Google's assumed dominance in online maps is being challenged in India by Nokia's efforts and separately an upstart service in the country. And the outcome of this battle could send tremors throughout the world.
First, the local competition: WoNoBo, launched by mapping operation Genesys, presents 360-degree panoramas of the interesting bits of 12 Indian cities, with about 54 to follow shortly according to Tech In Asia. It has done deals with tourist offices to present walking tours and interactive guides, yet the company reckons its real strength is in applying local knowledge which is interesting as it mirrors the approach being take by Nokia Here.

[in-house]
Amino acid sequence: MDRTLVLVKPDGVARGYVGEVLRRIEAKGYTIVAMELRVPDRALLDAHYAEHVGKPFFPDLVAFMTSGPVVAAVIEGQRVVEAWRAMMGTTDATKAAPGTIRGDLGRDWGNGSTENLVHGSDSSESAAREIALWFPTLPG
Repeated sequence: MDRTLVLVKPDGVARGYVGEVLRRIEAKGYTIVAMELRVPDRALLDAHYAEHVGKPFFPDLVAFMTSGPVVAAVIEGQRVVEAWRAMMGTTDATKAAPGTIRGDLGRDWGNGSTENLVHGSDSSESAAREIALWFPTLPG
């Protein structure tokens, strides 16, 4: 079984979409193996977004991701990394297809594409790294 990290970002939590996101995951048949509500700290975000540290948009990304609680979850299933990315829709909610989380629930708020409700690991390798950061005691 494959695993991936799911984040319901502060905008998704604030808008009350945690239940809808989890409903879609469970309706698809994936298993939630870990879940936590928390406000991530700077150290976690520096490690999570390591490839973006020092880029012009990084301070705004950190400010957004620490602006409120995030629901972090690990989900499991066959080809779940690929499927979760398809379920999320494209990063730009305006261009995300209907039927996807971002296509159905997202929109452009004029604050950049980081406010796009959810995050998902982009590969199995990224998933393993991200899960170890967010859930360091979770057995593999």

Nokia would like to crowd-source maps, but this risks ruining the quality of its data as misguided and mischievous participants throw in their opinions. Nokia's solution is to create a hierarchical system, headed by a thousand local reps each of whom enlists "handpicked local experts from more than a dozen universities" to review the contributions from the unwashed masses who can chuck in their amendments though the Map Creator. This is already online in the Indian region as a model for global crowd-sourcing to come.
It ends HERE and now ... Nokia's mapping service
How well it works in practice remains to be seen, but any sign of competition is to be welcomed in a global market with barriers to entry so high that a dominant player can quickly become unassailable. Without competition there's no incentive to innovate beyond extracting more value from existing assets, which for Google always means simply more advertisements. Hopefully what happens in India will demonstrate what can be done elsewhere. ®